Thus, Pythagorus, purportedly guided by the Orphic cosmogenies and some ancient books coming from farther east, through the concept of 'harmonia', succeeded in linking rational abstraction (visual space judgment) to both the sense and the 'spirit'. As Frankfort et al observed in 'The Intellectual Adventure of Ancient Man', while Heraclitus had noted the over-riding importance of recognizing the 'hidden attunement' in Nature's dynamic via 'harmonia';
were anxious to determine it [harmony] quantitatively'. The starting point for their
enterprise was a remarkable discovery by Pythagoras. Measuring the lengths of
the string of the lyre between the places where the four principal notes of the
Greek scale were sounded, he found that they had the proportion 6:8:12. This
harmonic proportion contains the octave (12:6), the fifth (12:8) and the fourth
(8:6). If we attempt to regard the discovery naively, we shall admit that it is
astonishing. It correlates musical harmonies, which belong to the world of
the spirit no less than to that of sensual perception , with the precise
abstractions of the numerical ratios."”
To conclude this epilogue, it seems that humans have a dual mode perceptual capacity, one mode being an informationally reduced derivative of the other. Our western terrestrial culture has made the informationally reduced derivative, visual space judgment, the cultural default and has tended to 'ignore' and/or 'forget' the natural primacy of acoustic space feeling, ... a natural primacy that was and is the cultural default of our aquatic fellows, and a way of perceiving that is innate in the dynamics of Nature.
Zeno and Parmenides were influential in our historical choice of opting for the reductive visual space default in their era. George Bush and Tony Blair are doing their best to have us retain the unnatural primacy constituted by that same option in our current era.
[E1] Selected comments from the works of Marshall McLuhan dealing with the 'visual space' / 'acoustic space' relationship;
(a) As McLuhan observed in his interview with Bruce Powers entitled 'Angels to Robots From Euclidian Space to Einsteinian Space' (in 'The Global Village'), the Euclidian view is "not a complete way to visualize the totality of the world ... because it cannot deal with issues of 'resonance' " vis;
Bruce Powers: We are constantly suppressing the awareness that the material universe is comprised of resonances; that no straight lines exist.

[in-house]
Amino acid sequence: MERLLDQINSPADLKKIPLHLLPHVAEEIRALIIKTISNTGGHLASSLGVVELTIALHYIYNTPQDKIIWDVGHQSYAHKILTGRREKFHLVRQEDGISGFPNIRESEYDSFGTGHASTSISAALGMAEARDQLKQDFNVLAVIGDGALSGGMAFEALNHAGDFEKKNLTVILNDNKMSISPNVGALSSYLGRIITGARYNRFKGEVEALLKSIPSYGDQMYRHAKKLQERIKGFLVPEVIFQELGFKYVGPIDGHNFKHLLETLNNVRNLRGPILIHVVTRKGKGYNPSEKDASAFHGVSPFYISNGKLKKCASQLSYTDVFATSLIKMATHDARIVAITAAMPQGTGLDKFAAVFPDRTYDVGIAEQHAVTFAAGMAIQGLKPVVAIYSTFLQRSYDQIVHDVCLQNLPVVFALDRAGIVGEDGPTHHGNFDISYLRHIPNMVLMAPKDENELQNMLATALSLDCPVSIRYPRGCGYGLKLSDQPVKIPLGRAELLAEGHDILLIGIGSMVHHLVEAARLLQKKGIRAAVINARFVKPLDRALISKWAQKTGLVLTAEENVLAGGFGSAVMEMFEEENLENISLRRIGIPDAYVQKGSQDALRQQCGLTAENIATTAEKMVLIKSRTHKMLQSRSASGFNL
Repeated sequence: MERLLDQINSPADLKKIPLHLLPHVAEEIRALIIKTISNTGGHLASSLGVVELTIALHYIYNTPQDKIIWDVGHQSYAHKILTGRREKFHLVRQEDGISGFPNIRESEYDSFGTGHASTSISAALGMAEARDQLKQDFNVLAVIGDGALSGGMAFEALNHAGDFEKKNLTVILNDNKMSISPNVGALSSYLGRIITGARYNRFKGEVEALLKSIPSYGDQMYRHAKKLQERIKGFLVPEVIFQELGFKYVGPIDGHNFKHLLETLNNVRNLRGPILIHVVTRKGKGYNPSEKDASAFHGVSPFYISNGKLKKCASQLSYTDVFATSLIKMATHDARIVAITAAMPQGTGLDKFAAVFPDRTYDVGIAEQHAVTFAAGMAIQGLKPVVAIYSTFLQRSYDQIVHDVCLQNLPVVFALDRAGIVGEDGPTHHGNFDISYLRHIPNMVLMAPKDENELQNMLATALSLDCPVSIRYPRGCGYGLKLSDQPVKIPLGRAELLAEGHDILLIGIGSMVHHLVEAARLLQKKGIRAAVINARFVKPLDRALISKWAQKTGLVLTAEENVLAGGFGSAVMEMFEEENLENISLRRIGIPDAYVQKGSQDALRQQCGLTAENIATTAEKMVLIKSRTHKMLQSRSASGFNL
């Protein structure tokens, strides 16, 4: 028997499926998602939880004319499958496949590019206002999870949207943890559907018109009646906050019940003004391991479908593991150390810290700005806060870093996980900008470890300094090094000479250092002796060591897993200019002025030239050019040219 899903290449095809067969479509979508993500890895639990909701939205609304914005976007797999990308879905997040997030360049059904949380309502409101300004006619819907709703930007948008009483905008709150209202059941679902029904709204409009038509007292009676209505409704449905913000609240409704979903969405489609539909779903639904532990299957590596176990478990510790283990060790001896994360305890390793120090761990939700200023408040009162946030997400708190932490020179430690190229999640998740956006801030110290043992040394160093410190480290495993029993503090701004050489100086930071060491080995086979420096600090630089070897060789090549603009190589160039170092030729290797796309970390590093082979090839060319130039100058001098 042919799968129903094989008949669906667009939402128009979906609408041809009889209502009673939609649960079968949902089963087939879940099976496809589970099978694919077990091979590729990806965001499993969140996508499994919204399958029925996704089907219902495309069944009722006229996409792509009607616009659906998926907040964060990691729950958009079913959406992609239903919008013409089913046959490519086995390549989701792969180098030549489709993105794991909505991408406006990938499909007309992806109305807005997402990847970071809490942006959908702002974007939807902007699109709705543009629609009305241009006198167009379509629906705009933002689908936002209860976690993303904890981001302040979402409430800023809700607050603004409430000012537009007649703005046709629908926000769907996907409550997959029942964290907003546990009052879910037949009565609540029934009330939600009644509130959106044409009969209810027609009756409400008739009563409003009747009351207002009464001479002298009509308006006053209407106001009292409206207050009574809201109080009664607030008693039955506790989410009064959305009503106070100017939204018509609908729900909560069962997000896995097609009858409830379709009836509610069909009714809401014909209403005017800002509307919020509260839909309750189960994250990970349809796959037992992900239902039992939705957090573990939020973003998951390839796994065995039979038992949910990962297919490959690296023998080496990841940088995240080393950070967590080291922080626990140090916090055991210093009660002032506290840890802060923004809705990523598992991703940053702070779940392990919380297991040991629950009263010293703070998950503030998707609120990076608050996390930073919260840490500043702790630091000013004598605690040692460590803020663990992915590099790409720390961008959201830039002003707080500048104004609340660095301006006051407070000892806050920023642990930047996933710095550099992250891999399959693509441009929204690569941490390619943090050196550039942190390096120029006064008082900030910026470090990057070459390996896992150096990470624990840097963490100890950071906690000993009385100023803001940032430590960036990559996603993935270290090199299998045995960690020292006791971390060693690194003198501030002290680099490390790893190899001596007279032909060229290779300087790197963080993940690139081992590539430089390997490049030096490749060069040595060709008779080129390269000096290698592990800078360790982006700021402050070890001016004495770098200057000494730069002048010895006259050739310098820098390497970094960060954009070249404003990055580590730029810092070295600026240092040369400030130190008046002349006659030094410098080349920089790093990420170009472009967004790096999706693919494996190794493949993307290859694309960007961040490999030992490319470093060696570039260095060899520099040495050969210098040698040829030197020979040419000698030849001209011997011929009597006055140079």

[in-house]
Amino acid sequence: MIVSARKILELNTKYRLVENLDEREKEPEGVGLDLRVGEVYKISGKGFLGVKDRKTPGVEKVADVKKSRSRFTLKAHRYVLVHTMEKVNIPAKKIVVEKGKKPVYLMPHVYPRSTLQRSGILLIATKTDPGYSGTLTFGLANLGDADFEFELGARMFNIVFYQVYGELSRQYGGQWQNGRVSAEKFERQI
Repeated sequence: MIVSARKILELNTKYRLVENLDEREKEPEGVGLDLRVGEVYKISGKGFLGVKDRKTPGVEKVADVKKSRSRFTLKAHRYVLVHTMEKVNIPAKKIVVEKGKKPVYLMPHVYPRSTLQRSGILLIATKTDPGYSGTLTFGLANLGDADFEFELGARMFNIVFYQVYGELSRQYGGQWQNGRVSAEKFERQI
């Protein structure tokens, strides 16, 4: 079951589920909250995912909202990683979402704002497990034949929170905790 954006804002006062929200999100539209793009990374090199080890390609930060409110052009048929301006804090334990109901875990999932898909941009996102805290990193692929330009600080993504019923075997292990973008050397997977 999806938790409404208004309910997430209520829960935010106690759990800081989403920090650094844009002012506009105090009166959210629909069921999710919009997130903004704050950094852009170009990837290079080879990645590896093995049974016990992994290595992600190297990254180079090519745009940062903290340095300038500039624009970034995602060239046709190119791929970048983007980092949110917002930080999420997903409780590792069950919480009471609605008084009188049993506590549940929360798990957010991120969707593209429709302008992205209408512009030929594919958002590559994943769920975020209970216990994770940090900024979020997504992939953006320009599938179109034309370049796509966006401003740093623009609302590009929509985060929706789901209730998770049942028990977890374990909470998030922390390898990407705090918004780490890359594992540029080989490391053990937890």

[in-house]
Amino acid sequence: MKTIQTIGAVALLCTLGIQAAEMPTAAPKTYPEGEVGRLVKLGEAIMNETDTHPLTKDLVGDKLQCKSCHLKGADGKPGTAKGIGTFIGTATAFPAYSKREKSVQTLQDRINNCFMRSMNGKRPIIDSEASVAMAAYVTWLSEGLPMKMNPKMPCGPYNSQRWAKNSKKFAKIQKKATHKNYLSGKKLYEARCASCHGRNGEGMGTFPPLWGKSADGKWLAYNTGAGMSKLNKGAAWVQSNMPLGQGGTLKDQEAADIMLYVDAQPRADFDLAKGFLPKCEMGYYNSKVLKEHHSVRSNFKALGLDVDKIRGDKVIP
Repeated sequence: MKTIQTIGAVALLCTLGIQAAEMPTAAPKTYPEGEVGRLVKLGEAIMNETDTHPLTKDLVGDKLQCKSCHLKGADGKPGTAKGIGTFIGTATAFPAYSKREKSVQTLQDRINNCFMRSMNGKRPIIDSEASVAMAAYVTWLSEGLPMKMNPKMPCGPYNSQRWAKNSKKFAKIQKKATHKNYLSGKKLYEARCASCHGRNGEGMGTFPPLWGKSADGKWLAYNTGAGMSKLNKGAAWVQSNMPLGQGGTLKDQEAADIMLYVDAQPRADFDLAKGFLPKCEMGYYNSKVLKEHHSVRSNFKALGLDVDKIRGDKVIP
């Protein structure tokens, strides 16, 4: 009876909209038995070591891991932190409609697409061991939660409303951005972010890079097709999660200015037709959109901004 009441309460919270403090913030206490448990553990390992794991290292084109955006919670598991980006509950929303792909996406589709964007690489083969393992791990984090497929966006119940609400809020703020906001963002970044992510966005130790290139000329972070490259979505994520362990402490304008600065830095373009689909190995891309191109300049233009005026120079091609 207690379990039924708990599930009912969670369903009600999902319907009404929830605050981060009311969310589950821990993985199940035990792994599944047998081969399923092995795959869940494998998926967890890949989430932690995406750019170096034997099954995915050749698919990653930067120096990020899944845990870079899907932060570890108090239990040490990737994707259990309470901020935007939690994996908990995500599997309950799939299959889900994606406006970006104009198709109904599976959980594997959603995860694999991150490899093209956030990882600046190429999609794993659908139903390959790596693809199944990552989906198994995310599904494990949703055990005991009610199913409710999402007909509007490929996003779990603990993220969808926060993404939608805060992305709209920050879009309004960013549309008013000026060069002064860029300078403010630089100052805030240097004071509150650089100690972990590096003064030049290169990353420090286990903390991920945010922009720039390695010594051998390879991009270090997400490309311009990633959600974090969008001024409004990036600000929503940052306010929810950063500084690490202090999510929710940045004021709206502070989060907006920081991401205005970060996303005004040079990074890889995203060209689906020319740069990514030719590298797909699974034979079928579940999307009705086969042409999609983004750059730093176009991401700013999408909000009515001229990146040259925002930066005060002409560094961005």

Marshall McLuhan: Exactly. Because the Euclidian construct is controllable. The 'center' of acoustic space is everywhere and, therefore, seemingly chaotic.
(b) Anthony Hempell provides a synopsis of McLuhans work on the difference between visual space and acoustic space at
"McLuhan believed this [simultaneous] duality [of the visual and the acoustic as enabled by television] would lead mankind to embrace the lost hemisphere of acoustic space where holistic, creative thought based on relationships and patterns was dominant (in contrast with the linearity of the left-brained visual space of rational/scientific thinking)."
The Global Village
Visual and Acoustic Space
The Mind and Eye The Physiology of Visual Space
Western history has been dominated by the perception of the world as a linear thought everything has a beginning, a middle, and an end. McLuhan hypothesizes that this linearity is a side effect of the phonetic alphabet, which compresses the range of human speech and thought into a symbolic system of 26 characters. The result is a world view dominated by linear logic and the symbolic abstraction of meaning.
The alphabet and writing strongly biases our communication towards the world of visual space. Our discourse about our environment is constricted into ideas of lines, planes and grids. The universe is perceived as having a beginning, and at some point an end; time is constructed as a line. These models are not necessarily "truth," but abstractions based on our perceptive tools which are built to heighten our awareness of visual space. McLuhan states that it may be partly due to the physiology of the human eye (which perceives lines and perspective in great detail) that we are prone towards the visual.
The Lost Dimension Acoustic Space
In contrast with the linear biases of visual space, acoustic space is analogous to the natural environment. Acoustic space surrounds us; it approaches from 360 degrees. It is a simultaneous process of "centers everywhere and margins nowhere." Acoustic space was dominant in pre-literate societies, where orality and myth were the medium between humans and the environment "for hundreds of thousands of years, mankind lived without a straight line in nature."
Writing and publishing are the main technologies that have focused Western society on the visual; however, McLuhan claims the counteraction of two "acoustic" technologies (cash money and the compass), have kept us with some balance. Acoustic technologies focus on the intangible (cash as a metaphor for value/wealth; a means of increasing the "velocity" of the economy over barter) and the global (compass reconstructs the world as a navigable sphere).
Table 2 Attributes of Visual and Acoustic Space
* * *
Left hemisphere of the brain
Linear, sequential; based on the line, plane, grid, perspective. Heightens response of the eye. Linear conceptualization, causality.
* * *
* * *
Right hemisphere of the brain
Gyroscopic, 360 degrees, reflective, reverberant, simultaneous. Heightens response of the ear (balance). Oral culture, myth, time as a cycle.
* * *